The leading contenders in Nigeria’s presidential election have made their final push for support, a week ahead of the West African the nation’s key election.

As the campaign period drew to a close, both the ruling party’s Bola Tinubu and the main opposition’s Atiku Abubakar held rallies on Saturday in the northeast, where extremists have waged a decade-long insurgency against Nigeria. They both promised to improve the lives of the residents of the region.

On social media, third-party candidate Peter Obi, who has been ahead of the other 17 candidates in most polls, said Africa’s most populous country needs a “reset and reboot” from the two major parties that have ruled Nigeria since it left military rule in 1999.

The February 25 election, which was supposed to lead to a transitional government, is the most consequential vote in years for Nigeria, a country of more than 210 million people, according to analysts.

“This is a battle for the soul of the country given the challenges the country is facing,” said Idayat Hassan, who heads the Center for Democracy and Development, which promotes democracy in the country.

Nigeria is grappling with a worsening security crisis that has killed thousands in the past year, a struggling economy that has impoverished its citizens and growing separatist agitations in the southern region that have further divided the country along ethnic lines.

“This is where the future of our state and the country lies – in the hands of the PDP,” main opposition Peoples Democratic Party Abubakar told thousands of supporters in Adamawa state as they waved the party’s red, green and white colours.

“If you give us your mandate, we promise to follow through on our promises to make sure that we have a united country, a peaceful country, a vibrant economy for our country; that we have the best education for our children and that we also delegating powers to our states and local governments with corresponding resources,” said the 76-year-old, who has run in two previous presidential elections, including in 2019 when he lost to incumbent Muhammadu Buhari.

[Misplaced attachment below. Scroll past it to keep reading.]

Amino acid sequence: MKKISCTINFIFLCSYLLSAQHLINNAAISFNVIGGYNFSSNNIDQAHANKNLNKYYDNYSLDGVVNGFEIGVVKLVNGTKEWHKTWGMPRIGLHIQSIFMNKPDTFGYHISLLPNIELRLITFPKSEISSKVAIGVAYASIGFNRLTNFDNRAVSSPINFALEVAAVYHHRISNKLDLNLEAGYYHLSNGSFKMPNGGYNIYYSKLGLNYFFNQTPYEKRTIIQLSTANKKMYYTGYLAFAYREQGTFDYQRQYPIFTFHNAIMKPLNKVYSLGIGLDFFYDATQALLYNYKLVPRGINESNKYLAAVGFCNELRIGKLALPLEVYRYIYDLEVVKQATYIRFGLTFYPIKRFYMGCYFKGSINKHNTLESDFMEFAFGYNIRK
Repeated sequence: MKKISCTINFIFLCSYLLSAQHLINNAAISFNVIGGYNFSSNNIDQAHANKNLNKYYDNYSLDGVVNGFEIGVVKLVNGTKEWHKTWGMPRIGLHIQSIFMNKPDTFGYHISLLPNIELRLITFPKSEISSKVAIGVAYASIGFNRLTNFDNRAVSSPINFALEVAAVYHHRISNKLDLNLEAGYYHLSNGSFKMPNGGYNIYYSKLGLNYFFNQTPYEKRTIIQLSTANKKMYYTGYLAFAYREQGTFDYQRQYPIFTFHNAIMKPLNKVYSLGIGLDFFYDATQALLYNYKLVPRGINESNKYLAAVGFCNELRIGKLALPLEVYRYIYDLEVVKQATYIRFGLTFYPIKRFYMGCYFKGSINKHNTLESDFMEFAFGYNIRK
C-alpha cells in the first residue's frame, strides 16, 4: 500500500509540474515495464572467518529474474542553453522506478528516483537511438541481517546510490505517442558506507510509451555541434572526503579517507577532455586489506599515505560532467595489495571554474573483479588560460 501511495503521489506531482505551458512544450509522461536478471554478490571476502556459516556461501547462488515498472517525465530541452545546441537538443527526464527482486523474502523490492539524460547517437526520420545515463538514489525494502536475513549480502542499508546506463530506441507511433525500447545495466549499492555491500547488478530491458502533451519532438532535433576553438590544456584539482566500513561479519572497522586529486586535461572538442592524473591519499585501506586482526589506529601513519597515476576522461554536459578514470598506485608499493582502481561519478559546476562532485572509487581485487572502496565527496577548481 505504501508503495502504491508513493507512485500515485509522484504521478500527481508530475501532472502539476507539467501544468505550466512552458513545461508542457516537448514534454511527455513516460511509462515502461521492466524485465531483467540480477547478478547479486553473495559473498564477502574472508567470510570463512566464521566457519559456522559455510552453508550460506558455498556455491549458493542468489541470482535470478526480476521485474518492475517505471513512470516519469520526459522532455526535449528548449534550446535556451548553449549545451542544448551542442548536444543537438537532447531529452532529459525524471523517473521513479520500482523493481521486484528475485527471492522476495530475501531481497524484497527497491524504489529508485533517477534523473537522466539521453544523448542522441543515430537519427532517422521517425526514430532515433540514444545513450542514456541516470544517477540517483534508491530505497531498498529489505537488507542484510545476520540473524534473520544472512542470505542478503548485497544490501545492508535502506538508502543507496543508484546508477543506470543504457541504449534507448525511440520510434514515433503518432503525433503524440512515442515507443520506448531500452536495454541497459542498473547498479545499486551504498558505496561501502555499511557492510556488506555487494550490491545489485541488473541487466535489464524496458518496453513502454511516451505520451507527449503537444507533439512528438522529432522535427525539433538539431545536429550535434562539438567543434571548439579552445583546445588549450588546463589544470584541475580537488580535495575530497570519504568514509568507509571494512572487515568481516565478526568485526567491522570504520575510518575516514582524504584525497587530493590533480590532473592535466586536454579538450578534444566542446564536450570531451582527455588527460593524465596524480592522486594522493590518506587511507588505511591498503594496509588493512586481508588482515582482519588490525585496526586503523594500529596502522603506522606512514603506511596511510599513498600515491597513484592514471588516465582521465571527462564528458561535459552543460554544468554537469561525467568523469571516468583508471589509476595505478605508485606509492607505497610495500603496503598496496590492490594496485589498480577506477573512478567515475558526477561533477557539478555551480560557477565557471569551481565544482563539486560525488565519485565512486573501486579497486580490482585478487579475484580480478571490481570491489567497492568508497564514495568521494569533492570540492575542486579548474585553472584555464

In Borno State, the epicenter of the 12-year extremism that has upended the lives and livelihoods of millions and caused one of the world’s worst humanitarian crises, Tinubu, under the ruling All Progressives Congress, or APCtold crowds of supporters that “renewed hope is here; success is back. We will take care of you all.”

The former governor of Lagos – Nigeria’s economic hub and largest city – vowed to replicate what he did when he led that state from 1999 to 2007.

“We promise you the people of Borno, you have faced hardships and challenges (but) it is over now,” the 71-year-old said as he addressed supporters waving brooms – the symbol of the party.

“I can guarantee one thing: “We will revive the economy, we will develop Nigeria,” Tinubu said.

The Workers’ Party’s Obi – who has risen from an underdog in the early days of the campaign to become the favorite in most opinion polls – appeals particularly to Nigeria’s youth, a large proportion of the country’s 93.4 million registered voters.

“In this march towards freedom, I have not come out for myself! I have come out for the millions of young people who are losing hope in our beloved country!” Obi tweeted.

In a backlash against the two most popular parties, the 61-year-old said Nigeria is not bereft of ideas and plans for good governance but is “marred by the impunity” of a small number of people who benefit from the country’s resources at the expense of the masses.